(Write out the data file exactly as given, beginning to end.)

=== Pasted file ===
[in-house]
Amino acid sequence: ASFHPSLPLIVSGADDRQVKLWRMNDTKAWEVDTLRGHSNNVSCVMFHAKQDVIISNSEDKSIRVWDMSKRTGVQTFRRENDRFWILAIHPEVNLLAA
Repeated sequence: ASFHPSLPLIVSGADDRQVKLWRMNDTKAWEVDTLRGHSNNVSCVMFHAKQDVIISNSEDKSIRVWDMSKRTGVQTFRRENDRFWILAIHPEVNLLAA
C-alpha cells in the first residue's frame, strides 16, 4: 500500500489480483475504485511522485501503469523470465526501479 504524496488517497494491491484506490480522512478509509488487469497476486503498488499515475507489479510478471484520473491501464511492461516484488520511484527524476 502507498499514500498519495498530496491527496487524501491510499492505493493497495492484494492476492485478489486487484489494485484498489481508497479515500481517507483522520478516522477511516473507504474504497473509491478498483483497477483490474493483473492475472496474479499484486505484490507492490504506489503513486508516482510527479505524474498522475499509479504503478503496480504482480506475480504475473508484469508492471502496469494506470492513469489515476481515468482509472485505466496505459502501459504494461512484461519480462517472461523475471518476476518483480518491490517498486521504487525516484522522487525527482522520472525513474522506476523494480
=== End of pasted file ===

[in-house]
Amino acid sequence: ASFHPSLPLIVSGADDRQVKLWRMNDTKAWEVDTLRGHSNNVSCVMFHAKQDVIISNSEDKSIRVWDMSKRTGVQTFRRENDRFWILAIHPEVNLLAA
Repeated sequence: ASFHPSLPLIVSGADDRQVKLWRMNDTKAWEVDTLRGHSNNVSCVMFHAKQDVIISNSEDKSIRVWDMSKRTGVQTFRRENDRFWILAIHPEVNLLAA
C-alpha cells in the first residue's frame, strides 16, 4: 500500500489480483475504485511522485501503469523470465526501479 504524496488517497494491491484506490480522512478509509488487469497476486503498488499515475507489479510478471484520473491501464511492461516484488520511484527524476 502507498499514500498519495498530496491527496487524501491510499492505493493497495492484494492476492485478489486487484489494485484498489481508497479515500481517507483522520478516522477511516473507504474504497473509491478498483483497477483490474493483473492475472496474479499484486505484490507492490504506489503513486508516482510527479505524474498522475499509479504503478503496480504482480506475480504475473508484469508492471502496469494506470492513469489515476481515468482509472485505466496505459502501459504494461512484461519480462517472461523475471518476476518483480518491490517498486521504487525516484522522487525527482522520472525513474522506476523494480